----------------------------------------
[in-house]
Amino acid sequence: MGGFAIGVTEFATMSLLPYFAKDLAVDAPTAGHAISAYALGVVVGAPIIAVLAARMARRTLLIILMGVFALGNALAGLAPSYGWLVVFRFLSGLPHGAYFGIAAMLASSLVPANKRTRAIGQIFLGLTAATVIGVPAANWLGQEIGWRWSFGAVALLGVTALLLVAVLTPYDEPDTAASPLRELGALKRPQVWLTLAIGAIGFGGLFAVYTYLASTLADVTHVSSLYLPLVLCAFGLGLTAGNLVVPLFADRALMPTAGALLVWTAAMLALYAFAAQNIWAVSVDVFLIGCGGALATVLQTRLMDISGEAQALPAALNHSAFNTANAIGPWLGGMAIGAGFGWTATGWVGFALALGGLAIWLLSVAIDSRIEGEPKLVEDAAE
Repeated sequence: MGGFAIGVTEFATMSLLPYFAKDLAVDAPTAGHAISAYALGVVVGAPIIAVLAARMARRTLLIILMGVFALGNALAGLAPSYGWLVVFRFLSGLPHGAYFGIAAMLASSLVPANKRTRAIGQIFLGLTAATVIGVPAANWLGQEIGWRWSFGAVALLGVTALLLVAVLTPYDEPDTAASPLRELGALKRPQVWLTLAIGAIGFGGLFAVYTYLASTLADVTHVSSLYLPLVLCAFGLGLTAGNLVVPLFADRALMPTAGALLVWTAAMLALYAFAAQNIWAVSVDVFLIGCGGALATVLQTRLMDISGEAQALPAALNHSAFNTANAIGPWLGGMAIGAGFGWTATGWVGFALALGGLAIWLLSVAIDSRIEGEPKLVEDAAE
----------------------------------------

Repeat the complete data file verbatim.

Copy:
[in-house]
Amino acid sequence: MGGFAIGVTEFATMSLLPYFAKDLAVDAPTAGHAISAYALGVVVGAPIIAVLAARMARRTLLIILMGVFALGNALAGLAPSYGWLVVFRFLSGLPHGAYFGIAAMLASSLVPANKRTRAIGQIFLGLTAATVIGVPAANWLGQEIGWRWSFGAVALLGVTALLLVAVLTPYDEPDTAASPLRELGALKRPQVWLTLAIGAIGFGGLFAVYTYLASTLADVTHVSSLYLPLVLCAFGLGLTAGNLVVPLFADRALMPTAGALLVWTAAMLALYAFAAQNIWAVSVDVFLIGCGGALATVLQTRLMDISGEAQALPAALNHSAFNTANAIGPWLGGMAIGAGFGWTATGWVGFALALGGLAIWLLSVAIDSRIEGEPKLVEDAAE
Repeated sequence: MGGFAIGVTEFATMSLLPYFAKDLAVDAPTAGHAISAYALGVVVGAPIIAVLAARMARRTLLIILMGVFALGNALAGLAPSYGWLVVFRFLSGLPHGAYFGIAAMLASSLVPANKRTRAIGQIFLGLTAATVIGVPAANWLGQEIGWRWSFGAVALLGVTALLLVAVLTPYDEPDTAASPLRELGALKRPQVWLTLAIGAIGFGGLFAVYTYLASTLADVTHVSSLYLPLVLCAFGLGLTAGNLVVPLFADRALMPTAGALLVWTAAMLALYAFAAQNIWAVSVDVFLIGCGGALATVLQTRLMDISGEAQALPAALNHSAFNTANAIGPWLGGMAIGAGFGWTATGWVGFALALGGLAIWLLSVAIDSRIEGEPKLVEDAAE